The Campaign for Mosul: February 22-March 1, 2017
Increased U.S. investments in Mosul since December 2016 have ensured smoother and quicker operations in the western half of the city. The U.S. increased its involvement in December 2016 when the Iraqi Security Forces (ISF) appeared close to culminating in eastern Mosul. The U.S. and Coalition embedded advisors at the brigade- and battalion-level, rather than at the division-level, improving the ISF’s cross-axis coordination. Recent reports also revealed that the December directives granted advisors the ability to call in airstrikes without going through a joint operations cell in Baghdad. The new directive was lauded as adding “precision” to ground operations; it also underscores that U.S. personnel are increasingly at the frontlines of the operation. Indicators from the new U.S. Administration, including a proposed 10% budget increase for the Department of Defense, suggest that it may expand the level of U.S. involvement in Iraq, beyond the Mosul operation.
The ISF isolated Mosul completely after units from the 9th Iraqi Army Armored Division took the Tel Afar-Mosul road on March 1. The division will continue along the road to the west, looking to retake the ISIS-held town of Badush on the Tigris River, and will likely turn east as well in order to breach Mosul’s northwestern neighborhoods. Operations inside of Mosul have steadily advanced after the initial push to recapture the airport and military base on February 24. Units from the Iraqi Army, Federal Police, and Counter Terrorism Service (CTS) retook three adjacent neighborhoods from February 25 to 28 and have seized the western side of the Fourth Bridge, marking full control of one of five bridges that span the Tigris River in Mosul. All five bridges are inoperable, but the ISF may now be able to repair the Fourth Bridge to transit supplies and personnel in from the east. The ISF is now preparing to advance further into Mosul’s city center.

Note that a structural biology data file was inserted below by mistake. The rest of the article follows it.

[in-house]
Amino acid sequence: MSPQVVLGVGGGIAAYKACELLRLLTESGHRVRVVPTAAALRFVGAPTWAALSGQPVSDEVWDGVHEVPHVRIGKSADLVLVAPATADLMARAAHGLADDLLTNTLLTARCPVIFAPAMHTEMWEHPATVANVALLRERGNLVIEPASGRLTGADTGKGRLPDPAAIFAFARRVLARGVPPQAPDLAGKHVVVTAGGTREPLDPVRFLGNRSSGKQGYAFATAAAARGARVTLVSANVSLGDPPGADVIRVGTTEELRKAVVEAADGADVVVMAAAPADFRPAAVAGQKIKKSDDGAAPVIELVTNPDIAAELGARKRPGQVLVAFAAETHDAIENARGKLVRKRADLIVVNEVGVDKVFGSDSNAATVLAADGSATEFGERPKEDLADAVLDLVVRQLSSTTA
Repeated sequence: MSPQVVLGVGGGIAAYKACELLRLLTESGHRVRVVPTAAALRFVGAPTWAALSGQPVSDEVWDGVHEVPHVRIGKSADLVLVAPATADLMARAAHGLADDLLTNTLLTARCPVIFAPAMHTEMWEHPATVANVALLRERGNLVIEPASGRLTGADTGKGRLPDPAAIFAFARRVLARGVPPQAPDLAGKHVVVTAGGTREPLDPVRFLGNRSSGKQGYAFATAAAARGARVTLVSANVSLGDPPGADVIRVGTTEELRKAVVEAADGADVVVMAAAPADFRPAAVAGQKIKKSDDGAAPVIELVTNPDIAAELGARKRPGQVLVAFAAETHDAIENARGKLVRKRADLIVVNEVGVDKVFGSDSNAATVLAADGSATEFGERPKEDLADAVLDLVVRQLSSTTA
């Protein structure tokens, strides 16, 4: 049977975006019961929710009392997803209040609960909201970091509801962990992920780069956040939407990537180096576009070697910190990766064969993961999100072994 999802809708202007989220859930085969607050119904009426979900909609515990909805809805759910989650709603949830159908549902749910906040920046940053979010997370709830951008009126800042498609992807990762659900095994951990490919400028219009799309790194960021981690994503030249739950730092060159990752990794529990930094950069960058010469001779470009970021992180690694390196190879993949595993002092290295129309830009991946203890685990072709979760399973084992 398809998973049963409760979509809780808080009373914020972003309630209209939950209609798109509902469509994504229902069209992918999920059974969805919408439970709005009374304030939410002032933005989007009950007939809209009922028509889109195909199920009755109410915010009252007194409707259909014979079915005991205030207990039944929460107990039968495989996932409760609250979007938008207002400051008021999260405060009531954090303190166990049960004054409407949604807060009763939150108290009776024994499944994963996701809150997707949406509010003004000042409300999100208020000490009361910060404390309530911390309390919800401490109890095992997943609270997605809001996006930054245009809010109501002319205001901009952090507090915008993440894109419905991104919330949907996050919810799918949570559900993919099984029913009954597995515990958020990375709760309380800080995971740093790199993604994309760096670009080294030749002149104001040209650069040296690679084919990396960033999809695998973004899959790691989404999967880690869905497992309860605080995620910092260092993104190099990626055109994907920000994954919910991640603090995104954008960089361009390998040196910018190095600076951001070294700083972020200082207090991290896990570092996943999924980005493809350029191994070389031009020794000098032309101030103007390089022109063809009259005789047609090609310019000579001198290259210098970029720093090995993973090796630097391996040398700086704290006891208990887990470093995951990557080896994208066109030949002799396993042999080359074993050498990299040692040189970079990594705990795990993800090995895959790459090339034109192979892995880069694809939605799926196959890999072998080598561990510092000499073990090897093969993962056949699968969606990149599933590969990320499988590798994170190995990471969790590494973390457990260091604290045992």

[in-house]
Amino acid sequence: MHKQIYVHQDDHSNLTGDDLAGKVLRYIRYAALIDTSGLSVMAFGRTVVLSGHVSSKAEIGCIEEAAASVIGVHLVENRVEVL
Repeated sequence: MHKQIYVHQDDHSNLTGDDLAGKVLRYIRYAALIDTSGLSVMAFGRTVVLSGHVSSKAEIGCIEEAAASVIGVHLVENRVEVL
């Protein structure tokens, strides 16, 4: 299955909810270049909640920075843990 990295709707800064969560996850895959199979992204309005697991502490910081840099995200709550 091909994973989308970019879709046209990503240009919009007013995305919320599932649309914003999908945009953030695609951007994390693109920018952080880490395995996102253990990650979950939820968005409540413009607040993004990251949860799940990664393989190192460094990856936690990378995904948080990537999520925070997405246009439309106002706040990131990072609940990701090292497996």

ISIS’s resistance remains capable and deadly, despite these advances. ISIS launched indirect fire at the Mosul airport after the ISF declared it under control, killing four Iraqi soldiers on February 23. ISIS also began to burn civilian homes and vehicles on February 27, producing thick black smoke. ISIS similarly burned tires and oil in eastern Mosul to produce smoke cover in October 2016. ISIS’s resistance may increase as the ISF nears the Old City and government center, especially if escape routes are cut. However, ISIS could also attempt a counteroffensive in eastern Mosul in order to draw forces back across the river.
The Popular Mobilization, meanwhile, is nearing Tel Afar, now a primarily Sunni Turkmen town and a historic insurgent hotspot. The militias, alongside two army brigades, will likely breach the city from the west within the coming weeks. Other militias currently operating further east of the city may make up ground during that time and match the western axis’s advance. The Popular Mobilization has cited the Iraqi Army Aviation (IAA) as a key participant in their advance towards the city and the IAA has been increasingly assessed to be providing the bulk of airstrikes for the militia operations. Doing so, however, reduces the U.S.’s ability to effectively leverage its airstrikes in order to condition militia participation in operations. The U.S. must establish a strategy that secures sufficient leverage over Iran to reduce its influence over Iraq’s security forces and ensure continued U.S. presence in Iraq beyond the Mosul operation.